History Of John Deere Golf Classic
Curious about the history of the John Deere Golf Classic? The PGA Tour's John Deere Classic is one of the tour's top events. Established in 1971, the tournament has a rocky start in an Illinois suburb. Long before John Deere sponsored the event, the tournament was known as the Quad Cities Open, hosted by Crow Valley Country Club and sanctioned by the Chicago District Golf Association.
In 1972, it was made an official PGA Tour event. In 1973, officials scheduled the Open for the same week as the British Open, to accommodate pros who weren't exempt from the British Open. This proved challenging for organizers, and by 1975 the Quad Cities Open was on the verge of being cancelled. The Quad Cities Council of Jaycees offered to take over the tournament in 1975, and Ed McMahon signed on as celebrity host for the Quad Cities Open, saving it from certain doom. This influx of support, however, lasted a mere five years; by 1980, the tournament was on the verge of cancellation once more.
After struggling for a few more years, Hardee's Restaurants signed on as title sponsor in 1986. The tournament became the Hardee's Golf Classic; Hardee's sponsored the tournament until 1994. The tournament was moved to September, so as not to compete with the British Open.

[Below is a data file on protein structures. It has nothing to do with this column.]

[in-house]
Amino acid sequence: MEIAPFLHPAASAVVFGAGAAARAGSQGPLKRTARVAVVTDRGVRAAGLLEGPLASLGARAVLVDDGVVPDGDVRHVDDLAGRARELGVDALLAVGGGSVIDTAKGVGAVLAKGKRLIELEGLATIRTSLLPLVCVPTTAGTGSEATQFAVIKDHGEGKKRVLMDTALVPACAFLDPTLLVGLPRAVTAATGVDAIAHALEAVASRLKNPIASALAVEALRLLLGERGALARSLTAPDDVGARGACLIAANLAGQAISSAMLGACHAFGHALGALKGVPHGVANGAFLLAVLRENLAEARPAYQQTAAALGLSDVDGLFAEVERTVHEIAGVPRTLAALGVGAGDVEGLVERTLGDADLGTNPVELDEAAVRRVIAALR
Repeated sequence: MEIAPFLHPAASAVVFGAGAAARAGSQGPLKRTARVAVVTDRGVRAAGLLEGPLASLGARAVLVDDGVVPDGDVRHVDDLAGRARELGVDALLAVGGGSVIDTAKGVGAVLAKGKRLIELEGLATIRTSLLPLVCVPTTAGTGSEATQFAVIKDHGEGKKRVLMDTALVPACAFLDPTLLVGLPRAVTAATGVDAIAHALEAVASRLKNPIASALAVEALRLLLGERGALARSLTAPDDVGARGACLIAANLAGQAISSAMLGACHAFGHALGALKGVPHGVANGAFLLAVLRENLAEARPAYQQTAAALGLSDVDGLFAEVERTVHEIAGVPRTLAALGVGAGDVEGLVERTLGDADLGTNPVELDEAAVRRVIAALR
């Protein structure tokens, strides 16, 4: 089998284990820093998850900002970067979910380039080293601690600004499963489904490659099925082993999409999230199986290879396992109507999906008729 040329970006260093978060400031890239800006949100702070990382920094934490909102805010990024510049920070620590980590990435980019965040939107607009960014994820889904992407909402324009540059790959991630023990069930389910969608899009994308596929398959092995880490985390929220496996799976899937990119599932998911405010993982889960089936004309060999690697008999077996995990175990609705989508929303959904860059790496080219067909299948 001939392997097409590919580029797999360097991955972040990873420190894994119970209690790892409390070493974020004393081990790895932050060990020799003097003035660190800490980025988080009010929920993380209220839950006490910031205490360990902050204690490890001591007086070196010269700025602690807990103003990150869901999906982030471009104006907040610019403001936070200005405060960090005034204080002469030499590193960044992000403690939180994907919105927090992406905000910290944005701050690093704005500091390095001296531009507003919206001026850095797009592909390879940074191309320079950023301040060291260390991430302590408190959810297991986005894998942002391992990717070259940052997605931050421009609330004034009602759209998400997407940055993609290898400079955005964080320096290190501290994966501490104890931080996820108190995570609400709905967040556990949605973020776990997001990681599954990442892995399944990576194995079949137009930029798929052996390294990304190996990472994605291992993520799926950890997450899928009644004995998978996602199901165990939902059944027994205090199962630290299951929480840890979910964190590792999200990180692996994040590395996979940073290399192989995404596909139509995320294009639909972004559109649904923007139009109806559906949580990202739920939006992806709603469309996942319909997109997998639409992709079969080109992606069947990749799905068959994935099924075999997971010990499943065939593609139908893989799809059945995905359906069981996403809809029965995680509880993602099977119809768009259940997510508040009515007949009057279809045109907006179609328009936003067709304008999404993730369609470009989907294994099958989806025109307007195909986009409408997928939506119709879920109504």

In 1996, the eyes of the golf and sports world were on the Quad Cities Open, when 20-year-old Tiger Woods led much of the tournament in only his third pro event. This was also the year Deere and company got together with the PGA and golf course architect D.A. Weibring to discuss a new home for the tournament. In 1997, plans to build TPC Deere Run in Silvas, Illinois, were announced, and John Deere became the title sponsor of the tournament, now known as the John Deere Classic.
Today, the John Deere Golf Classic is played in July, one week prior to the British Open. The John Deere Classic is one of the PGA's top tournaments and one of the most charitable; it annually donates money to over 600 local charities. The Birdies for Charity program has raised over $16 million since 1993 based on pledges for birdies made during the John Deere Golf Classic.